Processing Cancer

Posted on August 28, 2013, 7:30 AM
Processing Cancer

Cancer is often an unexpected and shocking life experience. When confronting a diagnosis, having the tools of self-analysis at hand can make a difference in a person’s facing the disease as a hopeless situation versus a part of her or his life journey.

Maria Bowen, Carl Roger’s leading psychotherapist in Person-Centered Therapy, taught me a simple method for analyzing unusual events in life. In 1994, I was diagnosed with cancer and have called on this technique at the time of my diagnosis and through repeated exacerbations of this illness. As a psychosocial oncologist, I have also used this process with my patients and their caregivers. I hope it empowers you to make clear decisions for yourself.

After each step, I have provided a sample answer in italics, drawing on my first experience with cancer as an example. The technique could be used with any unusual experience, however, and is not just helpful for cancer.

Feel free to print out this article so that you may handwrite in your own answers in the lines provided.

1) Give your unusual experience a title.
In my case: Nightmare!

Title:

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2) Write down your emotions sequentially from the moment of diagnosis up until the present moment. 
In my case: Fear, stunned, confusion, hope, panic, surrender, and finally acceptance.

Sequence of emotions:

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3) Write down the experience of your journey through cancer in a similar manner to that of a Chinese proverb found in a fortune cookie. For example, “Confucius says, he or she who…” Please do this process as quickly as possible. That way, the unconscious is revealed. 
In my case: He who has cancer needs the help of others.

Fortune cookie proverb:

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4) Step 3 is in the third person. Now personalize the proverb by restating the proverb with “I” instead of “He” or “She” and rephrasing it in your own style of speaking.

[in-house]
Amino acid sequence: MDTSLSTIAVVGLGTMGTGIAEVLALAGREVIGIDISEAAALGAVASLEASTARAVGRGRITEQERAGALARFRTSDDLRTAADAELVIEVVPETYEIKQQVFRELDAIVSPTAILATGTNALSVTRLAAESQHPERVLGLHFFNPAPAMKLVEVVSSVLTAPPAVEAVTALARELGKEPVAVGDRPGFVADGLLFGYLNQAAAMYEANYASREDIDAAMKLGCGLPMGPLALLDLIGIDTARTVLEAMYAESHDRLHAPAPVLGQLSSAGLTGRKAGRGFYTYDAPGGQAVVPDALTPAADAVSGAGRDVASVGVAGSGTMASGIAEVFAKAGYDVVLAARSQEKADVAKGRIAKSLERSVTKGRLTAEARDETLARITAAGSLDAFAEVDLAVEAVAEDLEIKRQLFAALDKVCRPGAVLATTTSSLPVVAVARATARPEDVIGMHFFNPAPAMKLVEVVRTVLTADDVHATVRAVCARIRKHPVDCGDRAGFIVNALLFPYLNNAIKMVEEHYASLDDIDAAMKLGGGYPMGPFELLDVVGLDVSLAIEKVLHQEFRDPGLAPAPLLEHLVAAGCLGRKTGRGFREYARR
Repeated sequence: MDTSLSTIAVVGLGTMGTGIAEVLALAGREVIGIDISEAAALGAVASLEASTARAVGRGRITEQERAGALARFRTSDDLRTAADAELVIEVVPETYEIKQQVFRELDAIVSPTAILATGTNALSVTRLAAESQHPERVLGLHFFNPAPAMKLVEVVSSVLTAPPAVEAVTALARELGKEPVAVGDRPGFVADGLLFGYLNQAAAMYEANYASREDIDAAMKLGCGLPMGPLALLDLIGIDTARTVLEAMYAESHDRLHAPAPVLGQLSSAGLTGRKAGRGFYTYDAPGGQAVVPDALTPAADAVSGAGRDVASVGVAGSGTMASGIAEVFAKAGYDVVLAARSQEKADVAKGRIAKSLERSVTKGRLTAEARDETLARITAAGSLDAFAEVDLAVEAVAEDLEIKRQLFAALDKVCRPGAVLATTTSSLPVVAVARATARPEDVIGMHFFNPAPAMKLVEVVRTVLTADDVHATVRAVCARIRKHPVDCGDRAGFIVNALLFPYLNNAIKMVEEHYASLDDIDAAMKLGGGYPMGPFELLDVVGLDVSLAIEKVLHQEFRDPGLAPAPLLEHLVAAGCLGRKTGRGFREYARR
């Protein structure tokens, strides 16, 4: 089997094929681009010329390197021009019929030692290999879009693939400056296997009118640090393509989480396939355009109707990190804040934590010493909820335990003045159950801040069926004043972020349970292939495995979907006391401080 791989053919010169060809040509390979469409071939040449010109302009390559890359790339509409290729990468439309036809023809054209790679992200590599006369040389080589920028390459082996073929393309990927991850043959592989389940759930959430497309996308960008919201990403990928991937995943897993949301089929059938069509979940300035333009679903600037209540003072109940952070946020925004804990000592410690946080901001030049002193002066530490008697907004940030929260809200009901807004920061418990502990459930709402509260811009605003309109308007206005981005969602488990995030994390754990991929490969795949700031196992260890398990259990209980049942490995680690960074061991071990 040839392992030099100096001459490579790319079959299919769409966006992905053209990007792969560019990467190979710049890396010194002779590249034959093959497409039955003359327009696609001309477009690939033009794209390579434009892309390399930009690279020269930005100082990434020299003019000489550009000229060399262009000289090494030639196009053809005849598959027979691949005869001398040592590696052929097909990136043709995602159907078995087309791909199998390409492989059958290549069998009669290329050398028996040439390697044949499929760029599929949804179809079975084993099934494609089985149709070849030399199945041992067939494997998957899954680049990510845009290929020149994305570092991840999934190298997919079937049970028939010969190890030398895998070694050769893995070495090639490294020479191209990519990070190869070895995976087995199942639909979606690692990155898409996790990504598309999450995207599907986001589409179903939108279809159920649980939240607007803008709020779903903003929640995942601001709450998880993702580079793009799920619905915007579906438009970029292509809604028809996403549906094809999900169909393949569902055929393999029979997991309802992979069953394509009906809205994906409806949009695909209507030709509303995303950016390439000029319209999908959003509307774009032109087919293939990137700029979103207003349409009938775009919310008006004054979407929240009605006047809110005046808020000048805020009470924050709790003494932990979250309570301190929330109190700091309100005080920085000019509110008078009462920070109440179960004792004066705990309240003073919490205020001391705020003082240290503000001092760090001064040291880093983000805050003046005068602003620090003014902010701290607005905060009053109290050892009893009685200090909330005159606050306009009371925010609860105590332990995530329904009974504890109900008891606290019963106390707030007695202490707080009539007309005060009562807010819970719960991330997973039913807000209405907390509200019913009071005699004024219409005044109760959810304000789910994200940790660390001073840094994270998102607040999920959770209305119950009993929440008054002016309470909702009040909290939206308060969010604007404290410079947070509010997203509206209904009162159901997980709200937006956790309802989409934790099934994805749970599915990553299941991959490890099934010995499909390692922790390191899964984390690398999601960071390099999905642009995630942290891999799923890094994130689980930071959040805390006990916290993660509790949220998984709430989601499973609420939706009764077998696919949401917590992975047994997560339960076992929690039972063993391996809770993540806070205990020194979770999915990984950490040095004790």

In my case: If I want the very best outcome, I need to get the best care I can find; forget I’m a doctor and get my ego out of the way.

Personalize the proverb:

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5) Give yourself an affirmation based on your understanding of step 4. 
In my case: I will ask for help in finding the best therapy available, and I will not, in any way, be my own doctor.

Affirmation:

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6) Write an affirmation based on your answer to step 5 on paper or a stone, and carry the wisdom with you for at least a week. 
In my case, I wrote on one side of a stone: “Find best Doc.” and on the other side, ” E…Go!”.

Final affirmation:

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Over the years, I have found this six-step process empowers individuals to co-create with their physicians in their healing process. It also reveals their participation in their own healing.

At their worst, uncommon experiences can prove unpleasant and even traumatic. Yet, when approached with the right mindset, uncommon experiences like cancer can also serve as guideposts for personal growth, understanding, and the acceptance of this gift of life that we all have been given.

Paul Brenner

Paul Brenner M.D., PhD. was a gynecological oncologist who practiced obstetrics and gynecology, and also holds a Doctorate in Counseling Psychology. His journey through the healing arts has been in search of those unseen processes that play into chronic illness. He presently is the Psychosocial Oncologist at the UCSD Health Systems San Diego Cancer Center. Also, he is a Research Fellow at The San Diego Cancer Research Institute. He is involved in studying the impact of Trans-Generational Emotional Patterns on Health and Illness. He is the author of “Seeing your Life Through New Eyes” and “Buddha in the Waiting Room.” He also has lectured throughout the world.

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